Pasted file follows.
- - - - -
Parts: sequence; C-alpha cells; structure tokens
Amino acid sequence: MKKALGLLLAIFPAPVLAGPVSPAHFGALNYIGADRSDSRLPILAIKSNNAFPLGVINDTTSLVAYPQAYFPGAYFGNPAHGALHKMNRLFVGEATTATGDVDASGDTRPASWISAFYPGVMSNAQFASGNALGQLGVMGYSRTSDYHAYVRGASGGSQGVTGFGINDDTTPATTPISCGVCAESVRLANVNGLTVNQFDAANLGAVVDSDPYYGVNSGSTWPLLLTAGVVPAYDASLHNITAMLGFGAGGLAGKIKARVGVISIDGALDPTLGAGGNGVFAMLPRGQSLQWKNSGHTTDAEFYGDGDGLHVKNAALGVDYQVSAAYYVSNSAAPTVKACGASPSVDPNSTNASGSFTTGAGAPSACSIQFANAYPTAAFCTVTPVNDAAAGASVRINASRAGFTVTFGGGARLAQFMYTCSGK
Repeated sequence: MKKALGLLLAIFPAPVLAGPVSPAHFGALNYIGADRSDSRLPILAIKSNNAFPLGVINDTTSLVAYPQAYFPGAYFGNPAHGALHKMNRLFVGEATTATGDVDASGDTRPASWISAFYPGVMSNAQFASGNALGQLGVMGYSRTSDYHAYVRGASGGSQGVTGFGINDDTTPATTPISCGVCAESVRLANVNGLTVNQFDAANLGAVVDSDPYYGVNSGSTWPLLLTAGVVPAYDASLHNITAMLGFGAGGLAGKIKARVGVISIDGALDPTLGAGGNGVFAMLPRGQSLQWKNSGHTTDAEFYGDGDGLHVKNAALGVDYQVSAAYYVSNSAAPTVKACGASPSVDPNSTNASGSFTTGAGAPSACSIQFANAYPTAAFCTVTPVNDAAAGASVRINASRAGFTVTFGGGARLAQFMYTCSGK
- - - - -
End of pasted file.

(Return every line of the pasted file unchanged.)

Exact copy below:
Parts: sequence; C-alpha cells; structure tokens
Amino acid sequence: MKKALGLLLAIFPAPVLAGPVSPAHFGALNYIGADRSDSRLPILAIKSNNAFPLGVINDTTSLVAYPQAYFPGAYFGNPAHGALHKMNRLFVGEATTATGDVDASGDTRPASWISAFYPGVMSNAQFASGNALGQLGVMGYSRTSDYHAYVRGASGGSQGVTGFGINDDTTPATTPISCGVCAESVRLANVNGLTVNQFDAANLGAVVDSDPYYGVNSGSTWPLLLTAGVVPAYDASLHNITAMLGFGAGGLAGKIKARVGVISIDGALDPTLGAGGNGVFAMLPRGQSLQWKNSGHTTDAEFYGDGDGLHVKNAALGVDYQVSAAYYVSNSAAPTVKACGASPSVDPNSTNASGSFTTGAGAPSACSIQFANAYPTAAFCTVTPVNDAAAGASVRINASRAGFTVTFGGGARLAQFMYTCSGK
Repeated sequence: MKKALGLLLAIFPAPVLAGPVSPAHFGALNYIGADRSDSRLPILAIKSNNAFPLGVINDTTSLVAYPQAYFPGAYFGNPAHGALHKMNRLFVGEATTATGDVDASGDTRPASWISAFYPGVMSNAQFASGNALGQLGVMGYSRTSDYHAYVRGASGGSQGVTGFGINDDTTPATTPISCGVCAESVRLANVNGLTVNQFDAANLGAVVDSDPYYGVNSGSTWPLLLTAGVVPAYDASLHNITAMLGFGAGGLAGKIKARVGVISIDGALDPTLGAGGNGVFAMLPRGQSLQWKNSGHTTDAEFYGDGDGLHVKNAALGVDYQVSAAYYVSNSAAPTVKACGASPSVDPNSTNASGSFTTGAGAPSACSIQFANAYPTAAFCTVTPVNDAAAGASVRINASRAGFTVTFGGGARLAQFMYTCSGK